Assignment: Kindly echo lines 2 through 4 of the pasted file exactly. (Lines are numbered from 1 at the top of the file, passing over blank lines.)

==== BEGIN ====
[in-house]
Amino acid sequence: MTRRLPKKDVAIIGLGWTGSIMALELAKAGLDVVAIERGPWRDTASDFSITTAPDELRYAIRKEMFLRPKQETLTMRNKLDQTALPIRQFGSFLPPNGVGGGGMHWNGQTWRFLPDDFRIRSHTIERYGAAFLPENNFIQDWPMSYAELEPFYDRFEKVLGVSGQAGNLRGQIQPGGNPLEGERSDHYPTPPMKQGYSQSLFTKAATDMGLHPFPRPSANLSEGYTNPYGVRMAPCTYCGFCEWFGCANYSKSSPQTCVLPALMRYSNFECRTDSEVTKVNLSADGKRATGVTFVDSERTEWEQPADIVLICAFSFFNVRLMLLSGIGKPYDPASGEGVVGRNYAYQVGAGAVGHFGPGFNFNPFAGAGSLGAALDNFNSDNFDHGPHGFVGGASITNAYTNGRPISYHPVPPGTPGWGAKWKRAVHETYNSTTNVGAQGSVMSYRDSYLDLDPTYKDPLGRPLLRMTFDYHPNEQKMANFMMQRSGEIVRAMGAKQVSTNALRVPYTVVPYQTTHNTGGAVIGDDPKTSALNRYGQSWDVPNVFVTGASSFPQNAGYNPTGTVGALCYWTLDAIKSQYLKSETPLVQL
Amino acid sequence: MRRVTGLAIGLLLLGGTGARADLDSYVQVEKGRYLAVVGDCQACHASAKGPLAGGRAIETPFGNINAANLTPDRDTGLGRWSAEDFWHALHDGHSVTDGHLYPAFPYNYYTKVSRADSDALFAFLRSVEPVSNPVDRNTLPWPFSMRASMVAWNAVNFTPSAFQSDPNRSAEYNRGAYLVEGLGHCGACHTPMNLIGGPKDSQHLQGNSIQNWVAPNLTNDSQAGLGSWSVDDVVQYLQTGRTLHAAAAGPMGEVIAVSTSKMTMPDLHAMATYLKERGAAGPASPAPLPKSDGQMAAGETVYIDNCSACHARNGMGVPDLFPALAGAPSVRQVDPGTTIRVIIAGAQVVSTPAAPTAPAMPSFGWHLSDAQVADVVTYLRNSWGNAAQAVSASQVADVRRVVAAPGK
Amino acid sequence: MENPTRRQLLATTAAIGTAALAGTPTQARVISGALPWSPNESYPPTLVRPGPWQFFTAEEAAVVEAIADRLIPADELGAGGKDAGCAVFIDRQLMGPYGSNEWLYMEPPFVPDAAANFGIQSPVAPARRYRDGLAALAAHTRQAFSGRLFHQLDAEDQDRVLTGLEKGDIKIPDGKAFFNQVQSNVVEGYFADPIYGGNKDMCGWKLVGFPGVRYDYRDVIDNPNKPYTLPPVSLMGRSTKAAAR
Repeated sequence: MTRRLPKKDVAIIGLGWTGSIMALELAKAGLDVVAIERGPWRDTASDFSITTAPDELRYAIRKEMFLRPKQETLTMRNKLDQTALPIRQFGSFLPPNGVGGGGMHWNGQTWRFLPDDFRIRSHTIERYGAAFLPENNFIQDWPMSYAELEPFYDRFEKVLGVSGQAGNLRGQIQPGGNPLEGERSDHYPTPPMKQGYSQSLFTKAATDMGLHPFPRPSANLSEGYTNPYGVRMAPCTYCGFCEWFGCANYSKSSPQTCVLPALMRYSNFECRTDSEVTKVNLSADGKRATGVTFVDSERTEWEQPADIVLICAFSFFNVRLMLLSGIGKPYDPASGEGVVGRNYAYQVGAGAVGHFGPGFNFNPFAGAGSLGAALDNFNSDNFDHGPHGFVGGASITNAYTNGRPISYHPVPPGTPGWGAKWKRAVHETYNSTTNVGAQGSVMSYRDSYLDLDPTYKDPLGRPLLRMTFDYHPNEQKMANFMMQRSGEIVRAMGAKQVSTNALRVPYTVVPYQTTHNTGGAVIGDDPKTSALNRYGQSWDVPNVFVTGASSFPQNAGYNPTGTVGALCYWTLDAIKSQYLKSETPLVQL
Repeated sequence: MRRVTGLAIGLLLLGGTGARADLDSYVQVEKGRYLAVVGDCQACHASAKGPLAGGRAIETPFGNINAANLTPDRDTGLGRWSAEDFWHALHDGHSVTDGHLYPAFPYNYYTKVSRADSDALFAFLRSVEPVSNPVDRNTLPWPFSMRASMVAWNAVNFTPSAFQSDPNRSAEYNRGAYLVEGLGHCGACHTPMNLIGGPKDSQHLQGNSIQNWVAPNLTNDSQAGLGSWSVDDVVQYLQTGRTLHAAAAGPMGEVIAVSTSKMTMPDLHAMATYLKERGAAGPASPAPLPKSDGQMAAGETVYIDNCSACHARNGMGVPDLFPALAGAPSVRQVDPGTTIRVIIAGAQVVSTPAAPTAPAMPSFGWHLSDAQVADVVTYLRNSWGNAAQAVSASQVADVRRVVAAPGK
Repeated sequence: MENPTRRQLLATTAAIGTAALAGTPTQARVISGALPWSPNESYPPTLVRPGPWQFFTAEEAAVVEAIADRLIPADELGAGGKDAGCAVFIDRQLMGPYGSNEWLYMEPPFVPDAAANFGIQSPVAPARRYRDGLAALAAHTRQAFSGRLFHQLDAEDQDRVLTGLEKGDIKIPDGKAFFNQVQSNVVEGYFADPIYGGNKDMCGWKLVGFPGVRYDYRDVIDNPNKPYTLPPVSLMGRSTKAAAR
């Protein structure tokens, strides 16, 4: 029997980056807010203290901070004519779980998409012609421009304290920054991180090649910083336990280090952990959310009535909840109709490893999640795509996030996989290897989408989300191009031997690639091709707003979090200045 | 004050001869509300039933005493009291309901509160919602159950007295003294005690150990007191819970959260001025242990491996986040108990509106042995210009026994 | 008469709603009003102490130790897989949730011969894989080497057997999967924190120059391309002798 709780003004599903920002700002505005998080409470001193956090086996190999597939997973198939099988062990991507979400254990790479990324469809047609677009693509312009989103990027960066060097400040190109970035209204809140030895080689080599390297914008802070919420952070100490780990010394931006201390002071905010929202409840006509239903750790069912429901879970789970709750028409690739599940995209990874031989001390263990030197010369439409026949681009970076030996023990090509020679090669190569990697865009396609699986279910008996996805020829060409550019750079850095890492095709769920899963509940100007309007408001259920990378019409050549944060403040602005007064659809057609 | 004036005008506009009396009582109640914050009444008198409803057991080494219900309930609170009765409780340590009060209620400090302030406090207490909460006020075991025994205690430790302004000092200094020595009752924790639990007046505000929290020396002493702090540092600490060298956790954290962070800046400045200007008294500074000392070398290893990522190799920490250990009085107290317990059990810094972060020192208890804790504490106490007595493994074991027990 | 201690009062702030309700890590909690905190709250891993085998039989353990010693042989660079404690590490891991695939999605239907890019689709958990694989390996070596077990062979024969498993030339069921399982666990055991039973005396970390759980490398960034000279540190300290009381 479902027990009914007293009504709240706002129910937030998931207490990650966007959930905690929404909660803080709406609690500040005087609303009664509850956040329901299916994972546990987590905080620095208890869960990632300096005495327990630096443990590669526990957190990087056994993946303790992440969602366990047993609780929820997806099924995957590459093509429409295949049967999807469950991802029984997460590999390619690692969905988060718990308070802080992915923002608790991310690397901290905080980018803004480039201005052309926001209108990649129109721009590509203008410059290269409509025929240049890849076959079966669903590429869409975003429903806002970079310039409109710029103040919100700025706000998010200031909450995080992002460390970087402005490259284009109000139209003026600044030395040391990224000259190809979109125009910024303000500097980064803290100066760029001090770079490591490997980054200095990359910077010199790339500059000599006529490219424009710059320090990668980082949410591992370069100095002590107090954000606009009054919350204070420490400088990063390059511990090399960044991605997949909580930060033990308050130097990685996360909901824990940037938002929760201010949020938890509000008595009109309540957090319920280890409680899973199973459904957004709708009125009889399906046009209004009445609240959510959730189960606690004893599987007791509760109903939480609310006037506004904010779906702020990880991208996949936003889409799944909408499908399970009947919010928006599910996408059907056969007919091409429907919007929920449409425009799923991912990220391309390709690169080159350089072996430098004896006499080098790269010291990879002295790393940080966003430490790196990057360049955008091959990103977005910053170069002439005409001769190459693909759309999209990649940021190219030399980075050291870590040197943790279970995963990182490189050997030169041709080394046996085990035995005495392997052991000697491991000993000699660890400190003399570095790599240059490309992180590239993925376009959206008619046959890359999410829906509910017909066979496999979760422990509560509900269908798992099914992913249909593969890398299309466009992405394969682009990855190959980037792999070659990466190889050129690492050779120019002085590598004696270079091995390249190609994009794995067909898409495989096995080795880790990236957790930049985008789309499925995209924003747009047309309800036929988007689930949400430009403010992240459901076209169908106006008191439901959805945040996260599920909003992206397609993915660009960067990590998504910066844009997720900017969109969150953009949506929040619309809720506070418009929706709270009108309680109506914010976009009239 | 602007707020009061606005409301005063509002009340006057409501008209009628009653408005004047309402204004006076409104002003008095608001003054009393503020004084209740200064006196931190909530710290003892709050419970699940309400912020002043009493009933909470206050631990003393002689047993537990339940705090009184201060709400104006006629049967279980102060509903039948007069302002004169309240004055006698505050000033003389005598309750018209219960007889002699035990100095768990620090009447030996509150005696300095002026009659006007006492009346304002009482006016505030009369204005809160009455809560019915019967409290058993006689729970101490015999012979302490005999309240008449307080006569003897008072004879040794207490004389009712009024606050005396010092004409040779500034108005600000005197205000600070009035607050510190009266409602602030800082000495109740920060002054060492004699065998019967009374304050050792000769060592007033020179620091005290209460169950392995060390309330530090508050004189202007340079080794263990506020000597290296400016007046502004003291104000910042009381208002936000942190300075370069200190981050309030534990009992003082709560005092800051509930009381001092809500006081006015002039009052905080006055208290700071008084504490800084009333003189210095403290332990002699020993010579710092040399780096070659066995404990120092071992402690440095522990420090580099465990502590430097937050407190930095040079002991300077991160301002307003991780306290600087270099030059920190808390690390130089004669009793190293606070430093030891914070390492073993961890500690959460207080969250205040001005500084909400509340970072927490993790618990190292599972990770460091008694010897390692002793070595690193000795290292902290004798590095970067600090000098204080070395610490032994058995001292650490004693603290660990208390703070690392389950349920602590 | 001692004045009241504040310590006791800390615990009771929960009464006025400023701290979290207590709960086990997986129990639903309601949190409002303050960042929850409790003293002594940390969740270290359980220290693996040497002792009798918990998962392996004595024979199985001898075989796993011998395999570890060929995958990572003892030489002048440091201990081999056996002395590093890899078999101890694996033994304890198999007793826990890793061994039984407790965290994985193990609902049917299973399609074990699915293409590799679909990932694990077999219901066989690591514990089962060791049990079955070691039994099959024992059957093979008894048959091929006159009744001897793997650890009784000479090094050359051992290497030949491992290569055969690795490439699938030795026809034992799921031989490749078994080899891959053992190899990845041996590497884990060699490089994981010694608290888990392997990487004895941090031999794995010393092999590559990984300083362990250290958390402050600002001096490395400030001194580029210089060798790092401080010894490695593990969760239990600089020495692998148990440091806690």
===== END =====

Amino acid sequence: MTRRLPKKDVAIIGLGWTGSIMALELAKAGLDVVAIERGPWRDTASDFSITTAPDELRYAIRKEMFLRPKQETLTMRNKLDQTALPIRQFGSFLPPNGVGGGGMHWNGQTWRFLPDDFRIRSHTIERYGAAFLPENNFIQDWPMSYAELEPFYDRFEKVLGVSGQAGNLRGQIQPGGNPLEGERSDHYPTPPMKQGYSQSLFTKAATDMGLHPFPRPSANLSEGYTNPYGVRMAPCTYCGFCEWFGCANYSKSSPQTCVLPALMRYSNFECRTDSEVTKVNLSADGKRATGVTFVDSERTEWEQPADIVLICAFSFFNVRLMLLSGIGKPYDPASGEGVVGRNYAYQVGAGAVGHFGPGFNFNPFAGAGSLGAALDNFNSDNFDHGPHGFVGGASITNAYTNGRPISYHPVPPGTPGWGAKWKRAVHETYNSTTNVGAQGSVMSYRDSYLDLDPTYKDPLGRPLLRMTFDYHPNEQKMANFMMQRSGEIVRAMGAKQVSTNALRVPYTVVPYQTTHNTGGAVIGDDPKTSALNRYGQSWDVPNVFVTGASSFPQNAGYNPTGTVGALCYWTLDAIKSQYLKSETPLVQL
Amino acid sequence: MRRVTGLAIGLLLLGGTGARADLDSYVQVEKGRYLAVVGDCQACHASAKGPLAGGRAIETPFGNINAANLTPDRDTGLGRWSAEDFWHALHDGHSVTDGHLYPAFPYNYYTKVSRADSDALFAFLRSVEPVSNPVDRNTLPWPFSMRASMVAWNAVNFTPSAFQSDPNRSAEYNRGAYLVEGLGHCGACHTPMNLIGGPKDSQHLQGNSIQNWVAPNLTNDSQAGLGSWSVDDVVQYLQTGRTLHAAAAGPMGEVIAVSTSKMTMPDLHAMATYLKERGAAGPASPAPLPKSDGQMAAGETVYIDNCSACHARNGMGVPDLFPALAGAPSVRQVDPGTTIRVIIAGAQVVSTPAAPTAPAMPSFGWHLSDAQVADVVTYLRNSWGNAAQAVSASQVADVRRVVAAPGK
Amino acid sequence: MENPTRRQLLATTAAIGTAALAGTPTQARVISGALPWSPNESYPPTLVRPGPWQFFTAEEAAVVEAIADRLIPADELGAGGKDAGCAVFIDRQLMGPYGSNEWLYMEPPFVPDAAANFGIQSPVAPARRYRDGLAALAAHTRQAFSGRLFHQLDAEDQDRVLTGLEKGDIKIPDGKAFFNQVQSNVVEGYFADPIYGGNKDMCGWKLVGFPGVRYDYRDVIDNPNKPYTLPPVSLMGRSTKAAAR